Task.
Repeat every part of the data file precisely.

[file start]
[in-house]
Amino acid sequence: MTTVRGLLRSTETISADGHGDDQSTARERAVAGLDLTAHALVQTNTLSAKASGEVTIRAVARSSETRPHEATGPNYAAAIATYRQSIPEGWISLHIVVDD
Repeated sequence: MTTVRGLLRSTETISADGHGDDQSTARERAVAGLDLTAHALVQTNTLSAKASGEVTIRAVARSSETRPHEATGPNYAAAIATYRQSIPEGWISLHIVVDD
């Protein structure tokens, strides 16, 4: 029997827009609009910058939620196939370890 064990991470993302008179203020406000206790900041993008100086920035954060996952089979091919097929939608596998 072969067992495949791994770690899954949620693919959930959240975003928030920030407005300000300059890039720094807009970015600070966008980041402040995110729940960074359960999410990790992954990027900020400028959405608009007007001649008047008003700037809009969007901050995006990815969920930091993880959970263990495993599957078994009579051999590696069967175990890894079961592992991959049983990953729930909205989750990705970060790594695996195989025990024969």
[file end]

[in-house]
Amino acid sequence: MTTVRGLLRSTETISADGHGDDQSTARERAVAGLDLTAHALVQTNTLSAKASGEVTIRAVARSSETRPHEATGPNYAAAIATYRQSIPEGWISLHIVVDD
Repeated sequence: MTTVRGLLRSTETISADGHGDDQSTARERAVAGLDLTAHALVQTNTLSAKASGEVTIRAVARSSETRPHEATGPNYAAAIATYRQSIPEGWISLHIVVDD
């Protein structure tokens, strides 16, 4: 029997827009609009910058939620196939370890 064990991470993302008179203020406000206790900041993008100086920035954060996952089979091919097929939608596998 072969067992495949791994770690899954949620693919959930959240975003928030920030407005300000300059890039720094807009970015600070966008980041402040995110729940960074359960999410990790992954990027900020400028959405608009007007001649008047008003700037809009969007901050995006990815969920930091993880959970263990495993599957078994009579051999590696069967175990890894079961592992991959049983990953729930909205989750990705970060790594695996195989025990024969």